This is a a story about an enchanting young leader: an aging despot nicknamed ‘The Snake’; an inscrutable judge; Nelson Mandela’s ex-lawyer and a slain street vendor. It plays out against a backdrop of a restless population in a parched Zimbabwean summer. It’s billed as a documentary but is, in fact, a riveting thriller.
President Robert Mugabe held sham elections every five years throughout his 38 year dictatorship. In 2017, he was ousted by his own party, the ZANU-PF. The new leader, Emmerson Mnangagwa, promised a fair and transparent 2018 election. After decades of suffering, a sense of freedom was born.
All eyes fell on Nelson Chamisa, the leader of the Movement for Democratic Change. It’s his party that must usurp the masters who have ruled for so long. It’s him that must lead his people to the Promised Land.
Mnangagwa’s first task is to appoint a Chairperson of the Zimbabwe Electoral Commission. At the confirmation ceremony, there’s a moment when the camera lingers first on the new appointee, Justice Chigumba, then on Mnangagwa. The sense of foreboding is chilling and proves prophetic when Chigumba prints ballot papers illegally. The familiar stench of corruption fills Chamisa’s nostrils. He picks up the gauntlet, renames his headquarters the War Room and steps into the fray.
This young lawyer’s serenity is contagious. His staff maintain an aura of calm even in the face of the insurmountable. When Chamisa is in a hospital bed, beaten half to death, he vows through swollen lips to never give up the fight. Death threats and violence continue, even though the world is watching. Perhaps easy access to the country’s minerals kept its global audience silent. Zimbabwean gold glitters a lot more brightly than its flag.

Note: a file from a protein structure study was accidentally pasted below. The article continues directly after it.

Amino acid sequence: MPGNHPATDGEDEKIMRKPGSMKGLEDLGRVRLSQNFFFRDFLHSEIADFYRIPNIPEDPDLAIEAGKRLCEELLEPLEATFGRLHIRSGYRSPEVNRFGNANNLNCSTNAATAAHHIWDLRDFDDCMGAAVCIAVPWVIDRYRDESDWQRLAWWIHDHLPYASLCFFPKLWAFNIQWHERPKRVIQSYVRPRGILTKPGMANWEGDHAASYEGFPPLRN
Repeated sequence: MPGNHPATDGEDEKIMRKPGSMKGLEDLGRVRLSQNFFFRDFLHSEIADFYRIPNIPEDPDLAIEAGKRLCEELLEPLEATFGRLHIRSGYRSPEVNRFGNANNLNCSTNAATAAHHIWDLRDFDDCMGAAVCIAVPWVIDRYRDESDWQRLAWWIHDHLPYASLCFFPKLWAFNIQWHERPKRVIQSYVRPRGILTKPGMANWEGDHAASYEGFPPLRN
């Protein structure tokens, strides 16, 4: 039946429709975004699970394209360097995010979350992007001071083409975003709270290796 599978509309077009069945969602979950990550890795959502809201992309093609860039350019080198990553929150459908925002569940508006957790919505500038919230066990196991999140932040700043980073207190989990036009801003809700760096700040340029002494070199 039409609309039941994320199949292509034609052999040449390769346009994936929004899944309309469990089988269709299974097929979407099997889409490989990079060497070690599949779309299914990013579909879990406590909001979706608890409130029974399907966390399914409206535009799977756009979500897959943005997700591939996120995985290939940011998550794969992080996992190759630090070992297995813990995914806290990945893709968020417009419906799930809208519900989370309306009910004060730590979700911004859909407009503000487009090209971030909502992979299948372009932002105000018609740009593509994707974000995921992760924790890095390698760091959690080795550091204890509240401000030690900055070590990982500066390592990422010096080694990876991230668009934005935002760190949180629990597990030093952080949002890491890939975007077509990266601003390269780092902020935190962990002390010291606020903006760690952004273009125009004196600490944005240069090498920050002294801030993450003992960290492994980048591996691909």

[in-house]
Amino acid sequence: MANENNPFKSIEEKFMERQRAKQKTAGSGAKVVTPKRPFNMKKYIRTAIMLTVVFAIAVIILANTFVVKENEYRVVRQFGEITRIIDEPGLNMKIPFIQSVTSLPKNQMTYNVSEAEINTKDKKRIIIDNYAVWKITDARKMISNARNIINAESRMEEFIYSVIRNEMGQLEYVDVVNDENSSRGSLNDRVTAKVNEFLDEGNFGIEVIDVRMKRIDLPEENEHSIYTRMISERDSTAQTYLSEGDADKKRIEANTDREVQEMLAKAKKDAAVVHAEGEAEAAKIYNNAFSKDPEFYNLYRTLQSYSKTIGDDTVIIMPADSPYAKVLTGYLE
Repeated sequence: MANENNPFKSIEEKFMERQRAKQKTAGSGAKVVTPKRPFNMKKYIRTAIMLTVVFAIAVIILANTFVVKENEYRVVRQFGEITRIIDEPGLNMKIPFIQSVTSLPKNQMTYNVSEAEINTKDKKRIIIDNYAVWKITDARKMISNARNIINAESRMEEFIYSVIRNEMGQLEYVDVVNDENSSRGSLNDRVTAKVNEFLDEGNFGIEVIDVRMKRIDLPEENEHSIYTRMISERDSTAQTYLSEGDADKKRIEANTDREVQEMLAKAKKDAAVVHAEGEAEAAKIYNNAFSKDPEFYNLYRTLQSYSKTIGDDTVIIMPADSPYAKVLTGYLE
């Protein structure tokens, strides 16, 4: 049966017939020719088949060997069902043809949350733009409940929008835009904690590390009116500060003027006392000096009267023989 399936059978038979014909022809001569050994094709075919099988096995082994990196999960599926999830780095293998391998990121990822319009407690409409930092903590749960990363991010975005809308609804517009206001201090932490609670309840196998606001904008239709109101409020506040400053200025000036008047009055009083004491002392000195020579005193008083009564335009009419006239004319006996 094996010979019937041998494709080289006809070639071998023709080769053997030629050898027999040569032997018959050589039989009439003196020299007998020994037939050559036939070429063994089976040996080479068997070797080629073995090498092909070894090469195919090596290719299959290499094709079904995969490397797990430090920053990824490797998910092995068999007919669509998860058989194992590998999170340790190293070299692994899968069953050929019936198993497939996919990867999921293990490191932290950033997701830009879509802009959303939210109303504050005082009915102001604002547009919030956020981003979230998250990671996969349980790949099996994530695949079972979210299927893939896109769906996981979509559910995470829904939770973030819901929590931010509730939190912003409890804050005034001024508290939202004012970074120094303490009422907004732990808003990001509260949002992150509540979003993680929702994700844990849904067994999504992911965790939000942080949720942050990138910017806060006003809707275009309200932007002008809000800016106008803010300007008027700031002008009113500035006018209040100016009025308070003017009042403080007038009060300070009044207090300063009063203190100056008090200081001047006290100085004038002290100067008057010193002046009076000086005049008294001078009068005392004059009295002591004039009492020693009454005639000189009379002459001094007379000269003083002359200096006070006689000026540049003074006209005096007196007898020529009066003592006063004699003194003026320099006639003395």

The camera keep rolling when bullets ping on metal just feet away. The camera keeps rolling when explosive residue clouds the lens. The camera keeps rolling when it’s jostled by riot police. The camera keeps rolling when the blood of the street vendor trickles into the gutter.
In the credits, the filmmakers thank the Zimbabweans for being brave enough to be part of their film. A lot of Zimbabweans would, undoubtedly, like to thank the filmmakers for being brave enough to make it.
Directed by Camilla Nielsson*
Cinemaphotography by Henrik Bohn Ipsen
Produced by Final Cut for Real
Premiered at Sundance Film Festival January 29th, 2021
*Nielsson’s first documentary, the acclaimed Democrats (2014) , was banned by Robert Mugabe. In February 2018, following a 2-year legal battle, a High Court judge finally ruled that the ban be lifted.
Publicity – Cinetic Marketing